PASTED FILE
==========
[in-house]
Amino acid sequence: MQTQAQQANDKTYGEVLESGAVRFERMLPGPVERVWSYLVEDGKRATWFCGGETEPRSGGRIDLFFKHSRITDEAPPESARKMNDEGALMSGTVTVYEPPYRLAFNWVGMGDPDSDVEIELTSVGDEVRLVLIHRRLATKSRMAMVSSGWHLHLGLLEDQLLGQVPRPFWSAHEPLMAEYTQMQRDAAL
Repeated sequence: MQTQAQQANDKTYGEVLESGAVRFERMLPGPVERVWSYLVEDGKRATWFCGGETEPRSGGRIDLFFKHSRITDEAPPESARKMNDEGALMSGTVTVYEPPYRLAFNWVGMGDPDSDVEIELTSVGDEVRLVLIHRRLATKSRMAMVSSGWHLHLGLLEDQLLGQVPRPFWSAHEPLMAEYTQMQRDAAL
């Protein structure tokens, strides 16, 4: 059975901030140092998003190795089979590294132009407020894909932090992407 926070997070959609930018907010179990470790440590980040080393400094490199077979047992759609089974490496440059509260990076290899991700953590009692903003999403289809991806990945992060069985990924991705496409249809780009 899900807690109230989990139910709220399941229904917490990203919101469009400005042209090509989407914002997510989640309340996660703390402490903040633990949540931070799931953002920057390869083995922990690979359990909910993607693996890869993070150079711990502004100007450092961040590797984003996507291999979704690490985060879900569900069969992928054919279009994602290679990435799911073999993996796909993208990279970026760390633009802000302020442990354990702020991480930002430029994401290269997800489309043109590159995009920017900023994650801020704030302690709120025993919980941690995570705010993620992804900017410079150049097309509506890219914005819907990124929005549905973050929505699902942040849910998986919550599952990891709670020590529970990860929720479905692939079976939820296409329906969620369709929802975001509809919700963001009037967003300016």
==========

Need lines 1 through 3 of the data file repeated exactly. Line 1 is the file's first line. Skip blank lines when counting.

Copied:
[in-house]
Amino acid sequence: MQTQAQQANDKTYGEVLESGAVRFERMLPGPVERVWSYLVEDGKRATWFCGGETEPRSGGRIDLFFKHSRITDEAPPESARKMNDEGALMSGTVTVYEPPYRLAFNWVGMGDPDSDVEIELTSVGDEVRLVLIHRRLATKSRMAMVSSGWHLHLGLLEDQLLGQVPRPFWSAHEPLMAEYTQMQRDAAL
Repeated sequence: MQTQAQQANDKTYGEVLESGAVRFERMLPGPVERVWSYLVEDGKRATWFCGGETEPRSGGRIDLFFKHSRITDEAPPESARKMNDEGALMSGTVTVYEPPYRLAFNWVGMGDPDSDVEIELTSVGDEVRLVLIHRRLATKSRMAMVSSGWHLHLGLLEDQLLGQVPRPFWSAHEPLMAEYTQMQRDAAL